King Helü of Wu
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Helü (Chinese: 闔閭) was from 514 BC to 496 BC king of the state of Wu toward the end of the Spring and Autumn Period of ancient China. Some sources use the name Helu (Chinese: 闔廬). His family and given names were Ji Guang (Chinese: 姬光) and he was initially known as Prince Guang.
As Prince Guang wanted to kill King Liao of Wu and take the throne himself, Zhuan Zhu was recommended to Prince Guang by Wu Zixu. After Zhuan Zhu accomplished his mission in 515 BC the prince ascended the throne of Wu and became King Helü. The king assigned Wu Zixu to lead the design and building of the "great city," which evolved into the Suzhou of today.
In 506 BC Helü with the help of Wu Zixu and Sun Tzu, the author of The Art of War, launched major offensives against the state of Chu. They prevailed in five battles, one of which was the Battle of Boju, and conquered the capital Ying. However, Chu managed to ask the state of Qin for help, and after being defeated by Qin, the vanguard general of Wu troops, Fugai, a younger brother of Helü, led a rebellion. After beating Fugai, Helü was forced to leave Chu. Fugai later retired to Chu and settled there.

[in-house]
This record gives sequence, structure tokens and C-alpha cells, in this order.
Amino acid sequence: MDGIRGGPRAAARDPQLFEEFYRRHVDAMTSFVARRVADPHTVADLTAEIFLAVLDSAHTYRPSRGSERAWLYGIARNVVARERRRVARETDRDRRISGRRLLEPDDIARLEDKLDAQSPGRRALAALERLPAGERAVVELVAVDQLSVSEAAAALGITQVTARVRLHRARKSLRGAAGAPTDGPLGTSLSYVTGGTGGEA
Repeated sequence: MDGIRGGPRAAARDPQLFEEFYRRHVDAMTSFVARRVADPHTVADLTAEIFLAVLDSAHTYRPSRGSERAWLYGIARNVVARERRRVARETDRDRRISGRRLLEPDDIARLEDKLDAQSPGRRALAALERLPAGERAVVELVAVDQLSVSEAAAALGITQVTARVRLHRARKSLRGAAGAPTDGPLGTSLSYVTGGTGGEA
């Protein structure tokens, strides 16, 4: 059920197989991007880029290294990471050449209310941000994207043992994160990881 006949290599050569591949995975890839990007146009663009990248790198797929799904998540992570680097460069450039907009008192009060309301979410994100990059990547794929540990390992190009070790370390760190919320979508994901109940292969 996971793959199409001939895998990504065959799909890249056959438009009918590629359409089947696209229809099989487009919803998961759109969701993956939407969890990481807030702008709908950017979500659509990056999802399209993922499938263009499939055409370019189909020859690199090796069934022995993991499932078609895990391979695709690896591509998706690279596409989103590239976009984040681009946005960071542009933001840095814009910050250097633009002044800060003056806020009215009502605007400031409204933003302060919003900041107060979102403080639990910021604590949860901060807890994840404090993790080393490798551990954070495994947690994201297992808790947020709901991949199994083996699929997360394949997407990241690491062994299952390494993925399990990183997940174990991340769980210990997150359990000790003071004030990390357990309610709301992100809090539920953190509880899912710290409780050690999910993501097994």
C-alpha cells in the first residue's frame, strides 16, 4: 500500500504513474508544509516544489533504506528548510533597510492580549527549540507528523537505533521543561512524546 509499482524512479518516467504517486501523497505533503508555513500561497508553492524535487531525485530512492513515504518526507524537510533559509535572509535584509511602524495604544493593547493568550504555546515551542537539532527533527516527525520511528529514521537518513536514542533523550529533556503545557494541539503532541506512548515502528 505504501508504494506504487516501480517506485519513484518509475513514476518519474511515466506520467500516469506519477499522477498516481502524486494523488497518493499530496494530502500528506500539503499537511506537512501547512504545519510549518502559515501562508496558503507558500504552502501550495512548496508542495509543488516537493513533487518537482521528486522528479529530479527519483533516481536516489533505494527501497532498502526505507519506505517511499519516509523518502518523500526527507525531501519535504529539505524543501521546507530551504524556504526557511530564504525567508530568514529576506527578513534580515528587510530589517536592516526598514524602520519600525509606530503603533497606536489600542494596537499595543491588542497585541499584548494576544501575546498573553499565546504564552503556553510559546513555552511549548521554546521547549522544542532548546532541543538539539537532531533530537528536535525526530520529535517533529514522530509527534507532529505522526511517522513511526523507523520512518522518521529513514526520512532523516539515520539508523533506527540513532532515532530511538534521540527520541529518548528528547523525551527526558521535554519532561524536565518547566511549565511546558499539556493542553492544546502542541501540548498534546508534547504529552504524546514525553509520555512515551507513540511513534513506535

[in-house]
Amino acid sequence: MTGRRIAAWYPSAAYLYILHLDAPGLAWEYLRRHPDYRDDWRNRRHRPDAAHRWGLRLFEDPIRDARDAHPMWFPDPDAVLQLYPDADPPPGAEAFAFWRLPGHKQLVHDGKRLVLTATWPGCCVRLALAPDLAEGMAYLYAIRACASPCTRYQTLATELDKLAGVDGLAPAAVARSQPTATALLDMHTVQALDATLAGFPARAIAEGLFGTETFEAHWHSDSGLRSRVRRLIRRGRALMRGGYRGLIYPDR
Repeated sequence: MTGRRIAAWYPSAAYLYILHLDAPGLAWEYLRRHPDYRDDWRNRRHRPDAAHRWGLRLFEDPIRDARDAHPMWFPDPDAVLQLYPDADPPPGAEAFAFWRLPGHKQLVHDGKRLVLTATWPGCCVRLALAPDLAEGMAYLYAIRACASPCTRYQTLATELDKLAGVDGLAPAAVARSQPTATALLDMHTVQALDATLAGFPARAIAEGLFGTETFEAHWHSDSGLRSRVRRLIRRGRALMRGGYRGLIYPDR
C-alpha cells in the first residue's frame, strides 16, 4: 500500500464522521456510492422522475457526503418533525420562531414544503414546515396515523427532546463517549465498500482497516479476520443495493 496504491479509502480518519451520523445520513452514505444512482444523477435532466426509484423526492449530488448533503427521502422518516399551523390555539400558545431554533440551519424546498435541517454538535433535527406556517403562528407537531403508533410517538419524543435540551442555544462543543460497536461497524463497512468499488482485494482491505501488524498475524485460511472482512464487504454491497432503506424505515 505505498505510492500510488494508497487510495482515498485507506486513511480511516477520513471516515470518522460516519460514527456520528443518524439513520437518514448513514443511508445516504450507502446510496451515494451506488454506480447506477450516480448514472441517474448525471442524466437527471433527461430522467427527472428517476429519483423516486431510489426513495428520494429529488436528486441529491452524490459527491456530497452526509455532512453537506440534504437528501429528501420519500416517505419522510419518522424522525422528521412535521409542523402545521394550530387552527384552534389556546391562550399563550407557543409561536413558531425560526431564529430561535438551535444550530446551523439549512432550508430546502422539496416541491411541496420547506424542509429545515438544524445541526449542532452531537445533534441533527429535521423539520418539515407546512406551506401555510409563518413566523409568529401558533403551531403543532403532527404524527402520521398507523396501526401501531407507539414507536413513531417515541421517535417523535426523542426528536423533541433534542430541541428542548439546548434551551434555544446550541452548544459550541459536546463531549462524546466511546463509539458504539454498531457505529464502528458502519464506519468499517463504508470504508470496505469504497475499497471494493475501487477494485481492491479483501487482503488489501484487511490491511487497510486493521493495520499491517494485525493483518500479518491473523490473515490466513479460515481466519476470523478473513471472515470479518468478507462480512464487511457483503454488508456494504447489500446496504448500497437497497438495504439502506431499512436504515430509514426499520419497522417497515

His son, King Fuchai of Wu, succeeded him in 495 BC. Helü had two other sons named Bo and Shan. Bo was initially his heir, but died before him.
- Records of the Grand Historian
- Gailu text presenting the dialogue between Helü and Wu Zixu, one of the 8 texts from the Tomb 247 (202-186 BCE) excavated at Zhangjiashan, Jingzhou, Hubei, in 1983. The text is paralleled by a Dunhuang manuscript which attributes the conversation to Lord Jing of Qi and Yan Ying.
- 吳王 闔閭 (in Chinese). Retrieved 25 October 2010.
- Olivia Milburn, The Glory of Yue, 2010:57.
King Liao of Wu
|King of Wu
514 BC – 496 BC
King Fuchai of Wu